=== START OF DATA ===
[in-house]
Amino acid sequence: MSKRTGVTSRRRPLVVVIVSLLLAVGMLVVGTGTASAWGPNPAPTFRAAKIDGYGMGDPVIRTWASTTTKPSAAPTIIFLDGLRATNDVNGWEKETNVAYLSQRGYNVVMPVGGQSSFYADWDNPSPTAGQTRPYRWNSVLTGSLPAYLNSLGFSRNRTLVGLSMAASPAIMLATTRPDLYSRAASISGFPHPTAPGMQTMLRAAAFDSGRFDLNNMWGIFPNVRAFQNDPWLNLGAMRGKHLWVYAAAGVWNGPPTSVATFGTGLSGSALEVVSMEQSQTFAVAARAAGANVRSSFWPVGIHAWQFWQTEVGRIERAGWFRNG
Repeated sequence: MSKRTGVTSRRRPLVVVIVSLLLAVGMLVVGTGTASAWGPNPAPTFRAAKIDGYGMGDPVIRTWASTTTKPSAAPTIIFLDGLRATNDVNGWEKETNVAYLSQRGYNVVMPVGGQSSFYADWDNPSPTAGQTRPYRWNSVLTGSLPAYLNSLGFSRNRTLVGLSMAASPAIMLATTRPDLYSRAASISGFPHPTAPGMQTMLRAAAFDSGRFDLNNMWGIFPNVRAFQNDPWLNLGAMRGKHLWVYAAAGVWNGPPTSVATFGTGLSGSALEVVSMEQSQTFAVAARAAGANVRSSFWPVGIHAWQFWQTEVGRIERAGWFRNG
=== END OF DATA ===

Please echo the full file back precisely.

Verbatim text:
[in-house]
Amino acid sequence: MSKRTGVTSRRRPLVVVIVSLLLAVGMLVVGTGTASAWGPNPAPTFRAAKIDGYGMGDPVIRTWASTTTKPSAAPTIIFLDGLRATNDVNGWEKETNVAYLSQRGYNVVMPVGGQSSFYADWDNPSPTAGQTRPYRWNSVLTGSLPAYLNSLGFSRNRTLVGLSMAASPAIMLATTRPDLYSRAASISGFPHPTAPGMQTMLRAAAFDSGRFDLNNMWGIFPNVRAFQNDPWLNLGAMRGKHLWVYAAAGVWNGPPTSVATFGTGLSGSALEVVSMEQSQTFAVAARAAGANVRSSFWPVGIHAWQFWQTEVGRIERAGWFRNG
Repeated sequence: MSKRTGVTSRRRPLVVVIVSLLLAVGMLVVGTGTASAWGPNPAPTFRAAKIDGYGMGDPVIRTWASTTTKPSAAPTIIFLDGLRATNDVNGWEKETNVAYLSQRGYNVVMPVGGQSSFYADWDNPSPTAGQTRPYRWNSVLTGSLPAYLNSLGFSRNRTLVGLSMAASPAIMLATTRPDLYSRAASISGFPHPTAPGMQTMLRAAAFDSGRFDLNNMWGIFPNVRAFQNDPWLNLGAMRGKHLWVYAAAGVWNGPPTSVATFGTGLSGSALEVVSMEQSQTFAVAARAAGANVRSSFWPVGIHAWQFWQTEVGRIERAGWFRNG